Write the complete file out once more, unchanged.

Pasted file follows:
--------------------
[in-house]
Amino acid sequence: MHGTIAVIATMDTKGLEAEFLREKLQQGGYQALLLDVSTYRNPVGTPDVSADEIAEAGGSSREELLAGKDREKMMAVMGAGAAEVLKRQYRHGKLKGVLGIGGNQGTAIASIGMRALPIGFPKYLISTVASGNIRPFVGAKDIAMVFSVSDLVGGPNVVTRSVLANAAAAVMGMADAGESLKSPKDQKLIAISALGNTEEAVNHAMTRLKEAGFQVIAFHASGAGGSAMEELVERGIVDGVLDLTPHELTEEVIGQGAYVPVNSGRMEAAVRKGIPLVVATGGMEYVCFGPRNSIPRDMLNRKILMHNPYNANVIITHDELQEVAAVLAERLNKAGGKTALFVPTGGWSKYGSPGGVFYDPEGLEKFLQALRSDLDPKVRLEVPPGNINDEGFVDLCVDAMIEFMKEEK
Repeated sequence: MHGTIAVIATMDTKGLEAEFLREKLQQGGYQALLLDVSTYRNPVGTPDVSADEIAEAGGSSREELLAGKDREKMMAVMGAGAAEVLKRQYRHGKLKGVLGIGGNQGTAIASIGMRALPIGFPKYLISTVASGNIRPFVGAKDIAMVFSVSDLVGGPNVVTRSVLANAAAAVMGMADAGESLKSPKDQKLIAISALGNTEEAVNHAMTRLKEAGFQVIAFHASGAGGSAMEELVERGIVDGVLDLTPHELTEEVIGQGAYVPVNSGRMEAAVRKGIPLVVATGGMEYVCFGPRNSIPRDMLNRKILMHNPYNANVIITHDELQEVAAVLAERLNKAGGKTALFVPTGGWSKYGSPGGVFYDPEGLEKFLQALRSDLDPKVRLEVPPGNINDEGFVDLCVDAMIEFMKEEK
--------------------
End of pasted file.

[in-house]
Amino acid sequence: MHGTIAVIATMDTKGLEAEFLREKLQQGGYQALLLDVSTYRNPVGTPDVSADEIAEAGGSSREELLAGKDREKMMAVMGAGAAEVLKRQYRHGKLKGVLGIGGNQGTAIASIGMRALPIGFPKYLISTVASGNIRPFVGAKDIAMVFSVSDLVGGPNVVTRSVLANAAAAVMGMADAGESLKSPKDQKLIAISALGNTEEAVNHAMTRLKEAGFQVIAFHASGAGGSAMEELVERGIVDGVLDLTPHELTEEVIGQGAYVPVNSGRMEAAVRKGIPLVVATGGMEYVCFGPRNSIPRDMLNRKILMHNPYNANVIITHDELQEVAAVLAERLNKAGGKTALFVPTGGWSKYGSPGGVFYDPEGLEKFLQALRSDLDPKVRLEVPPGNINDEGFVDLCVDAMIEFMKEEK
Repeated sequence: MHGTIAVIATMDTKGLEAEFLREKLQQGGYQALLLDVSTYRNPVGTPDVSADEIAEAGGSSREELLAGKDREKMMAVMGAGAAEVLKRQYRHGKLKGVLGIGGNQGTAIASIGMRALPIGFPKYLISTVASGNIRPFVGAKDIAMVFSVSDLVGGPNVVTRSVLANAAAAVMGMADAGESLKSPKDQKLIAISALGNTEEAVNHAMTRLKEAGFQVIAFHASGAGGSAMEELVERGIVDGVLDLTPHELTEEVIGQGAYVPVNSGRMEAAVRKGIPLVVATGGMEYVCFGPRNSIPRDMLNRKILMHNPYNANVIITHDELQEVAAVLAERLNKAGGKTALFVPTGGWSKYGSPGGVFYDPEGLEKFLQALRSDLDPKVRLEVPPGNINDEGFVDLCVDAMIEFMKEEK